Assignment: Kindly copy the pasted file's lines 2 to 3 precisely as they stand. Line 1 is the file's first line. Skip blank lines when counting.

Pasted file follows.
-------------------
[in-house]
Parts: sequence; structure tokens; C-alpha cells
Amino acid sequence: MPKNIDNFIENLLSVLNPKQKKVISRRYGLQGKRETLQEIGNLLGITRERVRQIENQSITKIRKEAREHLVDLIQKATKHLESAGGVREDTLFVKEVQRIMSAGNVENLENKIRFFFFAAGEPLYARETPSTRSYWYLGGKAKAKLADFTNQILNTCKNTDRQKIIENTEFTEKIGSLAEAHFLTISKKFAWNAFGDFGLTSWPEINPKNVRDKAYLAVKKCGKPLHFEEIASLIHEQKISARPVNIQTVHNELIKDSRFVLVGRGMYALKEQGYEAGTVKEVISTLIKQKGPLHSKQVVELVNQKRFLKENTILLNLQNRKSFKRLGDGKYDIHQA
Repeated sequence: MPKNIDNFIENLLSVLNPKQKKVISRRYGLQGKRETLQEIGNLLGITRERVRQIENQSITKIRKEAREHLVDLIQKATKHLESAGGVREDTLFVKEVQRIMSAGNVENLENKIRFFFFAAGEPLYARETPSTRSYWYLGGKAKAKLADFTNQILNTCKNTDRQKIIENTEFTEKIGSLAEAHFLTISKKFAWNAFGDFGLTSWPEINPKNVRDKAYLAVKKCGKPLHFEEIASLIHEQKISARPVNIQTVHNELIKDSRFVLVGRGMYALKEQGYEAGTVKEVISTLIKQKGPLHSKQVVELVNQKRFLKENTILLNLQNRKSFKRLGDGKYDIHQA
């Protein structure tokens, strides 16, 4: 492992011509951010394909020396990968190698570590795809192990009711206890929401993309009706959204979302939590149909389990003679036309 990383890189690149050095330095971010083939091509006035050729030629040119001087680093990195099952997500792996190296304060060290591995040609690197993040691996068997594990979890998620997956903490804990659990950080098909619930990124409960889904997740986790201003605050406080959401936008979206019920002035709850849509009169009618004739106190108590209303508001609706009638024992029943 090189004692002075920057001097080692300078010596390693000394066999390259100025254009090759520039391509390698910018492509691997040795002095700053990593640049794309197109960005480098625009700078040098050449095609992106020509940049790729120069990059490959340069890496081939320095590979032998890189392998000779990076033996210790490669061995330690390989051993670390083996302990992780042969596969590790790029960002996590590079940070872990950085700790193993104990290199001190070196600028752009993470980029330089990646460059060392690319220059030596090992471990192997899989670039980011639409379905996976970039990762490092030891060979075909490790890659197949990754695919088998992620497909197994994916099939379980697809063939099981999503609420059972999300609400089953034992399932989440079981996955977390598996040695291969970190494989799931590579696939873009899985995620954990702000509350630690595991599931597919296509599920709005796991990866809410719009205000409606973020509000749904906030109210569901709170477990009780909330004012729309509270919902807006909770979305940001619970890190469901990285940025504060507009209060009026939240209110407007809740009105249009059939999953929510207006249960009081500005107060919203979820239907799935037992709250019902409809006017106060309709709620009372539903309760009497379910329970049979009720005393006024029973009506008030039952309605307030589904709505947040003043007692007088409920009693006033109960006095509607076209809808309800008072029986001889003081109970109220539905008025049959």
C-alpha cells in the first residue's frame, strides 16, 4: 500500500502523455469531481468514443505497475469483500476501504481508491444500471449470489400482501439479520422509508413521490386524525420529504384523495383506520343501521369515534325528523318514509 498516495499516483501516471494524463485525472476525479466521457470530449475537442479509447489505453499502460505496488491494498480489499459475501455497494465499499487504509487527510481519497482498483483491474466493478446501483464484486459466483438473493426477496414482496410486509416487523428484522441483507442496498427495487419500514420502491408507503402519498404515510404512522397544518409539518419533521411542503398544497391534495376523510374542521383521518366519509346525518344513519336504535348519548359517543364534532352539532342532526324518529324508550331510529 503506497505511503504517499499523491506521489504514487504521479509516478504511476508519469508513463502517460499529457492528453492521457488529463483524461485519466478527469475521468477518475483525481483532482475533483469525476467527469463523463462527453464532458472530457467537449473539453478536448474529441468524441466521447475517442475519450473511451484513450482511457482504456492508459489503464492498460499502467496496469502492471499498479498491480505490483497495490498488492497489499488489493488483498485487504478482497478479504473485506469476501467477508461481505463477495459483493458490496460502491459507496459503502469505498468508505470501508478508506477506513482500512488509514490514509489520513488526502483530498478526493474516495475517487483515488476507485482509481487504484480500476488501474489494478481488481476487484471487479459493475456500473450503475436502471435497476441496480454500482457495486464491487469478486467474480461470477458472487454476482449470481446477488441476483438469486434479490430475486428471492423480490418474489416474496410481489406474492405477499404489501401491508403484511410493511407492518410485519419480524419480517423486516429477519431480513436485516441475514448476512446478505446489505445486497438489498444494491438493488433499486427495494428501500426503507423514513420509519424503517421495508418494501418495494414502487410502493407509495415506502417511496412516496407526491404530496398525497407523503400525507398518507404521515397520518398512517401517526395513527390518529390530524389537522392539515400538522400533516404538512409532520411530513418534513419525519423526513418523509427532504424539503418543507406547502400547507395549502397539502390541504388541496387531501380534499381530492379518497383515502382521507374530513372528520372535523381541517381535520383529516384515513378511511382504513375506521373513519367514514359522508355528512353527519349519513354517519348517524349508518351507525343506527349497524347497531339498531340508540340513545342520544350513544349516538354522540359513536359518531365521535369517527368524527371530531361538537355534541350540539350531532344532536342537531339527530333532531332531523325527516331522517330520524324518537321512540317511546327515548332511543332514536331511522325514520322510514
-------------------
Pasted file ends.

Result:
Parts: sequence; structure tokens; C-alpha cells
Amino acid sequence: MPKNIDNFIENLLSVLNPKQKKVISRRYGLQGKRETLQEIGNLLGITRERVRQIENQSITKIRKEAREHLVDLIQKATKHLESAGGVREDTLFVKEVQRIMSAGNVENLENKIRFFFFAAGEPLYARETPSTRSYWYLGGKAKAKLADFTNQILNTCKNTDRQKIIENTEFTEKIGSLAEAHFLTISKKFAWNAFGDFGLTSWPEINPKNVRDKAYLAVKKCGKPLHFEEIASLIHEQKISARPVNIQTVHNELIKDSRFVLVGRGMYALKEQGYEAGTVKEVISTLIKQKGPLHSKQVVELVNQKRFLKENTILLNLQNRKSFKRLGDGKYDIHQA